The use of antidepressant drugs in pregnant women with epilepsy: A study from the Australian Pregnancy Register

Niveshan Sivathamboo, Alison Hitchcock, Janet Graham, Shobi Sivathamboo, Zhibin Chen, Terence J. O'Brien, Frank J.E. Vajda

Research output: Contribution to journalArticleResearchpeer-review

3 Citations (Scopus)


Objective: To study interactions between first-trimester exposure to antidepressant drugs (ADDs) and antiepileptic drugs (AEDs), and a history of clinical depression and/or anxiety, on pregnancy outcomes and seizure control in pregnant women with epilepsy (WWE). Methods: We examined data from the Australian Pregnancy Register of Antiepileptic Drugs in Pregnancy, collected from 1999 to 2016. The register is an observational, prospective database, from which this study retrospectively analyzed a cohort. Among the AED-exposed outcomes, comparisons were made among 3 exposure groups: (1) pregnancy outcomes with first-trimester exposure to ADDs; (2) outcomes with mothers diagnosed with depression and/or anxiety but who were not medicated with an ADD; and (3) those with mothers who were not diagnosed with depression and/or anxiety and were not medicating with ADD. Prevalence data was analyzed using Fisher's exact test. Results: A total of 2124 pregnancy outcomes were included in the analysis; 1954 outcomes were exposed to AEDs in utero, whereas 170 were unexposed. Within the group of WWE taking AEDs, there was no significant difference in the prevalence of malformations in infants who were additionally exposed to ADDs (10.2%, 95% confidence interval [CI] 3.9-16.6), compared to individuals in the non–ADD-medicated depression and/or anxiety group (7.7%, 95% CI 1.2-14.2), or those without depression or anxiety (6.9%, 95% CI 5.7-8.1; P = 0.45). The malformation rates in pregnancy outcomes unexposed to AEDs were also similar in the above groups (P = 0.27). In WWE medicated with AEDs and ADDs, the frequency of convulsive seizures (P = 0.78), or nonconvulsive seizures (P = 0.45) throughout pregnancy, did not differ across comparative groups. Significance: Co-medicating with ADDs in WWE taking AEDs does not appear to confer a significant added teratogenic risk, and it does not affect seizure control.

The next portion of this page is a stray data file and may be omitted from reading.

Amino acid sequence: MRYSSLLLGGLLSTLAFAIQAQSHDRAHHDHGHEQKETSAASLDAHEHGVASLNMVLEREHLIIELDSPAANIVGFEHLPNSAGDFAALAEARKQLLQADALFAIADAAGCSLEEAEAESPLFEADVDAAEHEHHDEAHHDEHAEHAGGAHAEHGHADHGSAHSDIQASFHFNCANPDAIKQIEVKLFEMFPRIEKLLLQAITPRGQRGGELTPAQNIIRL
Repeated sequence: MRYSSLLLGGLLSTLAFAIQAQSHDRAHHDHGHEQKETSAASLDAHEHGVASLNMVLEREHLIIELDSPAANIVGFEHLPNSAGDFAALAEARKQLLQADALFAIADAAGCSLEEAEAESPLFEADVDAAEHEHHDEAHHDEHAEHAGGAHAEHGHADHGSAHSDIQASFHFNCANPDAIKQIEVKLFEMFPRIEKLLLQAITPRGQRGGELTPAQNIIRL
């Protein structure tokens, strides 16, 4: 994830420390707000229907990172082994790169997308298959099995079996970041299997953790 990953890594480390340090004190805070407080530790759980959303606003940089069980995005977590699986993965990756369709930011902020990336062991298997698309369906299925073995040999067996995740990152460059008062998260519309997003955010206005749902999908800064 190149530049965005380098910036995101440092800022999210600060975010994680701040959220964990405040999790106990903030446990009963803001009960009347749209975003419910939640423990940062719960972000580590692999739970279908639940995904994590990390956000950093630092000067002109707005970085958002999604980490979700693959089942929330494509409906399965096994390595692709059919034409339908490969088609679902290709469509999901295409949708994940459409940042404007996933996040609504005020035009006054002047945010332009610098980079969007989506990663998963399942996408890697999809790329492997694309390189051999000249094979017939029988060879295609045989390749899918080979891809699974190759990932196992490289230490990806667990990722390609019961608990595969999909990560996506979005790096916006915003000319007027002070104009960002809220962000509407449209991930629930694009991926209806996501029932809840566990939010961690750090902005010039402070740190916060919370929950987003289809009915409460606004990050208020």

Original languageEnglish
Pages (from-to)1696-1704
Number of pages9
Issue number9
Publication statusPublished - 1 Sep 2018


  • antiepileptic drugs
  • anxiety
  • birth defects
  • congenital malformations
  • depression
  • seizure control

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